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The Iranian hospitality etiquette

 The rules that hosts and guests follow in Iran

For those travelers who want to learn as much as possible about the culture of their destination and immerse themselves in it, spending time with a local family is a great experience. As a traveler in Iran, you may be invited to an Iranian’s house or choose to try our Iranian Hospitality tour and experience the world-famous Iranian hospitality. This unique and interesting experience can give you an insight into an Iranian family’s home and Iranian gatherings. Iranian Culture, like most others, includes a few costumes and rules when it comes to being a host or a guest. If followed, these rules will help you have a more convenient and realistic experience as a guest in an Iranian home. However, travelers are not expected to behave like a local. This article presents some of the general guidelines and rules of being a host or a guest in Iran.

 

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Rules applying to the host

  • Paying attention to preferences and diets

One of the best qualities a host can have is caring about their guests’ tastes and dietary restrictions. The host can ask their guests about their favorite dishes, especially close friends and family, beforehand, try to prepare them, and apologize if it’s not possible to do so. This way the host can make the gathering much more convenient for the guests by avoiding serving them dishes they may not be able to enjoy. 

  • Serving meals on time

It’s recommended to serve the food shortly after the guests arrive so that they will be able to rest and enjoy the rest of the party better. Especially in case the guests are coming from a long way or other cities and therefore are exhausted and hungry. 

  • Not asking the guests about being hungry

Among Iranians, it’s common to offer guests some food without asking them whether they are hungry or not. Since some guests are shy, they might refuse to eat and say that they are not hungry even if they are. 

  • Having dinner/ lunch with the guests

In Iranian culture, it is considered impolite to let guests eat alone. The host should have lunch/dinner with their guests and mustn’t leave the table until everyone is finished since some guests may feel uncomfortable eating alone.  It’s also important to bring enough food to the table and it is disrespectful to bring too much or too little. 

  • Respecting the guests

Iranian hosts always believe in respecting their guests above all. For this reason, it is considered impolite for a host to criticize their guests in front of others even if someone else does. Moreover, it’s rude to stare at guests during meals or comment on their manner of eating. 

  • Always being prepared to receive guests

Those who have many friends or a large family or that are famous for being kind and generous hosts are likely to receive guests at short notice. Thus, they should always be prepared to welcome their guests and serve them some food. This way the host won’t have difficulties preparing food and can receive their guests properly.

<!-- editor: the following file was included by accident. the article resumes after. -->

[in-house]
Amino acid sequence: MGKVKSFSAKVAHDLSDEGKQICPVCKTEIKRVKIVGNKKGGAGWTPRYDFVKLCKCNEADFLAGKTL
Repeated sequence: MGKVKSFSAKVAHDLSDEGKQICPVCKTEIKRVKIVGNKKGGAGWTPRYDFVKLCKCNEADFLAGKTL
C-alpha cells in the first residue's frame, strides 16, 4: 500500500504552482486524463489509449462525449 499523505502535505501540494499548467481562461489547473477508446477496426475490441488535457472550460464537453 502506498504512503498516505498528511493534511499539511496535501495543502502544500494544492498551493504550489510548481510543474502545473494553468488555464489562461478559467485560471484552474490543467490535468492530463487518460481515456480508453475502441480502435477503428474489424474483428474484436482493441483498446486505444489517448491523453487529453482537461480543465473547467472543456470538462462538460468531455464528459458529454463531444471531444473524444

Some of the other rules that a host should follow are:

  • Trying to discuss subjects about which the guests feel comfortable talking
  • Not complaining too much about their personal problems
  • Not interrupting the guests when they are speaking 
  • Not showing that they are bored or angry if they don’t like the subject being discussed
  • Not insulting family members in front of the guests

 

 

Rules applying to guests

  • Notifying the host in advance

Iranians highly value their guests and always try to receive them kindly and serve them the best dishes and drinks possible. Therefore, one should notify the host a few days prior to going to their house and avoid unscheduled visits. This way the host will have enough time to prepare for the party, won’t have difficulties preparing food and the other necessities and won’t be embarrassed due to failing to organize a proper gathering.

  • Being on time

In Iran, punctuality is very important when it comes to visiting someone’s house. It’s courteous to arrive at a party or gathering on time as delay may keep the host waiting and arriving early may cause embarrassment if the host is not prepared to receive guests.

  • Sitting where they are offered

When guests enter the host’s house, they are usually taken to the living room or any other room that the host has prepared for receiving the guests. It’s polite that the guests sit in the seats that they are offered as sitting elsewhere may not be convenient for the residents of the house.

  • Respecting the hosts’ privacy

Even though some hosts might offer their guests to visit the other rooms of the house, guests shouldn’t enter any room without the host’s permission, open any closet or drawer or touch the host’s personal belongings. Doing so will be disrespectful to the host and a violation of their privacy.

  • Not making unreasonable requests

Iranians are always committed to being a good host. They prepare the best food, drinks, fruits, etc. that they can for their guests. However, guests must understand their host’s situation and don’t complain about the food they’re being served or ask for something else.

 

  • Not being picky about food and prioritizing it

Unfortunately, some people believe that parties and gatherings are only about eating. They only judge the host based on the food being served and only ask the others about the food after a party. Although most Iranian gatherings include lunch or dinner and fruits, drinks and snacks are served, it’s immoral to only see gatherings as a feast rather than an opportunity for social interaction.

 

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